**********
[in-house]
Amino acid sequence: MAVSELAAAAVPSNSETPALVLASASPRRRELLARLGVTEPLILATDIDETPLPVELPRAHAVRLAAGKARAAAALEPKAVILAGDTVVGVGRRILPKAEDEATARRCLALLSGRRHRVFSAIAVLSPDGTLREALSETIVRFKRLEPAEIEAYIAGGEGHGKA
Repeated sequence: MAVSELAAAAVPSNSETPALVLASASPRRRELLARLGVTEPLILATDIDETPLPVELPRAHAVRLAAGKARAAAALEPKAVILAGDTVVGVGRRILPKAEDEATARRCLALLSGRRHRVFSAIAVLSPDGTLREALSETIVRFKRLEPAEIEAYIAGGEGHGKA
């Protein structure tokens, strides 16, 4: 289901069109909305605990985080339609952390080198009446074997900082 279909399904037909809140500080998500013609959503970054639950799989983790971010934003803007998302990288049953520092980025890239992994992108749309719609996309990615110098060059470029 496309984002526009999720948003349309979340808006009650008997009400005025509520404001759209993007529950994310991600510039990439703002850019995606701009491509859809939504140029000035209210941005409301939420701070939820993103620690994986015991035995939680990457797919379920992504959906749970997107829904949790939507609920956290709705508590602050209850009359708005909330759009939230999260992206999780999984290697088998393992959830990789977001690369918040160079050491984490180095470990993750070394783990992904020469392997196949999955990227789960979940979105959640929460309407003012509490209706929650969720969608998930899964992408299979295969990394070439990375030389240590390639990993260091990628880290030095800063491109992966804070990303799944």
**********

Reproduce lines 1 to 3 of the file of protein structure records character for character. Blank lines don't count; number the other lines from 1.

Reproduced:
[in-house]
Amino acid sequence: MAVSELAAAAVPSNSETPALVLASASPRRRELLARLGVTEPLILATDIDETPLPVELPRAHAVRLAAGKARAAAALEPKAVILAGDTVVGVGRRILPKAEDEATARRCLALLSGRRHRVFSAIAVLSPDGTLREALSETIVRFKRLEPAEIEAYIAGGEGHGKA
Repeated sequence: MAVSELAAAAVPSNSETPALVLASASPRRRELLARLGVTEPLILATDIDETPLPVELPRAHAVRLAAGKARAAAALEPKAVILAGDTVVGVGRRILPKAEDEATARRCLALLSGRRHRVFSAIAVLSPDGTLREALSETIVRFKRLEPAEIEAYIAGGEGHGKA